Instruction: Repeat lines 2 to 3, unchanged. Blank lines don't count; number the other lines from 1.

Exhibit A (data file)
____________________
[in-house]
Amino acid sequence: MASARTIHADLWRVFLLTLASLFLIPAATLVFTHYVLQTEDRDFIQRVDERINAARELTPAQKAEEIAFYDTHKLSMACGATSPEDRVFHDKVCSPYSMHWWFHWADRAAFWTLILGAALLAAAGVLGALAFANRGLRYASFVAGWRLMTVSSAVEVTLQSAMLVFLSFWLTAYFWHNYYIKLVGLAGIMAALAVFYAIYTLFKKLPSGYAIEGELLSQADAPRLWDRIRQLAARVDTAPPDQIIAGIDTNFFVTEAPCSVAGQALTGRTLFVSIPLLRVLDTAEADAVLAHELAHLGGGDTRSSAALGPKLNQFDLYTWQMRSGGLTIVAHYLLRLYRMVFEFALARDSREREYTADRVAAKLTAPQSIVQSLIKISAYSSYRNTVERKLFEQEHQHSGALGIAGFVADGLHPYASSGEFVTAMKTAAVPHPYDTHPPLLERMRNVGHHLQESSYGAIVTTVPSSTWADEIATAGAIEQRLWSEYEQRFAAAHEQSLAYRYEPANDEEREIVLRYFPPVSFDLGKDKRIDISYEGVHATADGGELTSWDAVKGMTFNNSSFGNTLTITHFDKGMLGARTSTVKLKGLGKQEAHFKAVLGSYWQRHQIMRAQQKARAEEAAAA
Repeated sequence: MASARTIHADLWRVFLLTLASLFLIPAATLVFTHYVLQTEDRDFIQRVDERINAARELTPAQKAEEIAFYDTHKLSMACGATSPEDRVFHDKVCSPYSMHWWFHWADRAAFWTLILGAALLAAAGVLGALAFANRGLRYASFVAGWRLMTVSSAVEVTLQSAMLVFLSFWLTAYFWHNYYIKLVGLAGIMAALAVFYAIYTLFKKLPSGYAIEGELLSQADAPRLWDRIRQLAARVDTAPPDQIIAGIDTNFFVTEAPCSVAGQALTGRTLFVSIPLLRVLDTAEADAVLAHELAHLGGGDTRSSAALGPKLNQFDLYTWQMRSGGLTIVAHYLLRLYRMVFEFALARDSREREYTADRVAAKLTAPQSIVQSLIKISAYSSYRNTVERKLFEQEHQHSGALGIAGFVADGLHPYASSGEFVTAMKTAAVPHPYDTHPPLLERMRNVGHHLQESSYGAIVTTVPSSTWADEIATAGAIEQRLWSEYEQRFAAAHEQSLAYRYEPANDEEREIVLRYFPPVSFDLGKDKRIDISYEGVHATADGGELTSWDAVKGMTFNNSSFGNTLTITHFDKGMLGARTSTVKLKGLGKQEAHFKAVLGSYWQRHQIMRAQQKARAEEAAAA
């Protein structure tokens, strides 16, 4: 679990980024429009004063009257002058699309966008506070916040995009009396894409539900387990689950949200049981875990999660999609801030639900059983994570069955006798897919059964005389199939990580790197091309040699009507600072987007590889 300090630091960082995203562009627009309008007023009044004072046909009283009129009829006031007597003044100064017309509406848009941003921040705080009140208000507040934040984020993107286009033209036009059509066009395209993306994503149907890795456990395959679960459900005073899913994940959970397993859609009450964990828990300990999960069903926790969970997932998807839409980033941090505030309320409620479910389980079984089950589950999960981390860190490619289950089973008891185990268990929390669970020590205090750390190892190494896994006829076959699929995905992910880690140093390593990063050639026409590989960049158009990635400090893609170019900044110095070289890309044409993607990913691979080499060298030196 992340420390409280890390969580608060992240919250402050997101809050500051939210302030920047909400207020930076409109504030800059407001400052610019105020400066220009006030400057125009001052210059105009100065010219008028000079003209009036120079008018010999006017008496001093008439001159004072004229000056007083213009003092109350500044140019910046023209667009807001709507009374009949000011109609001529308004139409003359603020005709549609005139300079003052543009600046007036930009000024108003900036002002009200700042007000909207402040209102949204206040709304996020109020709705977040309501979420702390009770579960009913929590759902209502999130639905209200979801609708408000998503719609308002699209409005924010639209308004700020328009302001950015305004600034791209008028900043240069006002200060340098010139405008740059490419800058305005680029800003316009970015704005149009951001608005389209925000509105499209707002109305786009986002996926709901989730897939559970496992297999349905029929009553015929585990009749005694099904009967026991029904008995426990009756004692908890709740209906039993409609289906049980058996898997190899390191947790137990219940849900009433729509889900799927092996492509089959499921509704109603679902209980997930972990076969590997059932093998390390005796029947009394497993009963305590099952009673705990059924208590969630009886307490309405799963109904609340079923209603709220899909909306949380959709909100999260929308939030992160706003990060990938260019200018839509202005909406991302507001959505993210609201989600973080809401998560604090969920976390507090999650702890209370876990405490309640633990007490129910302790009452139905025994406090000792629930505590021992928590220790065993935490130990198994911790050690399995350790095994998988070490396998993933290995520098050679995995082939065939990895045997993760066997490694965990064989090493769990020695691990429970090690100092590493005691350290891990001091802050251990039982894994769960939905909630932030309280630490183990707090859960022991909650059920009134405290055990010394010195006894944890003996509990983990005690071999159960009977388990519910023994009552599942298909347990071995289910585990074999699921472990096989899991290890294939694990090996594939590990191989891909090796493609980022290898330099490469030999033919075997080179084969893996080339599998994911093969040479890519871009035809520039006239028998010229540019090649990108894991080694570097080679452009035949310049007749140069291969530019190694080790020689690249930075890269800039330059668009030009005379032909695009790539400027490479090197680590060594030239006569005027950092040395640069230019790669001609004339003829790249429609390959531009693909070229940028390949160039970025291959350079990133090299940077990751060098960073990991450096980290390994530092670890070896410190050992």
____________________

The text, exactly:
Amino acid sequence: MASARTIHADLWRVFLLTLASLFLIPAATLVFTHYVLQTEDRDFIQRVDERINAARELTPAQKAEEIAFYDTHKLSMACGATSPEDRVFHDKVCSPYSMHWWFHWADRAAFWTLILGAALLAAAGVLGALAFANRGLRYASFVAGWRLMTVSSAVEVTLQSAMLVFLSFWLTAYFWHNYYIKLVGLAGIMAALAVFYAIYTLFKKLPSGYAIEGELLSQADAPRLWDRIRQLAARVDTAPPDQIIAGIDTNFFVTEAPCSVAGQALTGRTLFVSIPLLRVLDTAEADAVLAHELAHLGGGDTRSSAALGPKLNQFDLYTWQMRSGGLTIVAHYLLRLYRMVFEFALARDSREREYTADRVAAKLTAPQSIVQSLIKISAYSSYRNTVERKLFEQEHQHSGALGIAGFVADGLHPYASSGEFVTAMKTAAVPHPYDTHPPLLERMRNVGHHLQESSYGAIVTTVPSSTWADEIATAGAIEQRLWSEYEQRFAAAHEQSLAYRYEPANDEEREIVLRYFPPVSFDLGKDKRIDISYEGVHATADGGELTSWDAVKGMTFNNSSFGNTLTITHFDKGMLGARTSTVKLKGLGKQEAHFKAVLGSYWQRHQIMRAQQKARAEEAAAA
Repeated sequence: MASARTIHADLWRVFLLTLASLFLIPAATLVFTHYVLQTEDRDFIQRVDERINAARELTPAQKAEEIAFYDTHKLSMACGATSPEDRVFHDKVCSPYSMHWWFHWADRAAFWTLILGAALLAAAGVLGALAFANRGLRYASFVAGWRLMTVSSAVEVTLQSAMLVFLSFWLTAYFWHNYYIKLVGLAGIMAALAVFYAIYTLFKKLPSGYAIEGELLSQADAPRLWDRIRQLAARVDTAPPDQIIAGIDTNFFVTEAPCSVAGQALTGRTLFVSIPLLRVLDTAEADAVLAHELAHLGGGDTRSSAALGPKLNQFDLYTWQMRSGGLTIVAHYLLRLYRMVFEFALARDSREREYTADRVAAKLTAPQSIVQSLIKISAYSSYRNTVERKLFEQEHQHSGALGIAGFVADGLHPYASSGEFVTAMKTAAVPHPYDTHPPLLERMRNVGHHLQESSYGAIVTTVPSSTWADEIATAGAIEQRLWSEYEQRFAAAHEQSLAYRYEPANDEEREIVLRYFPPVSFDLGKDKRIDISYEGVHATADGGELTSWDAVKGMTFNNSSFGNTLTITHFDKGMLGARTSTVKLKGLGKQEAHFKAVLGSYWQRHQIMRAQQKARAEEAAAA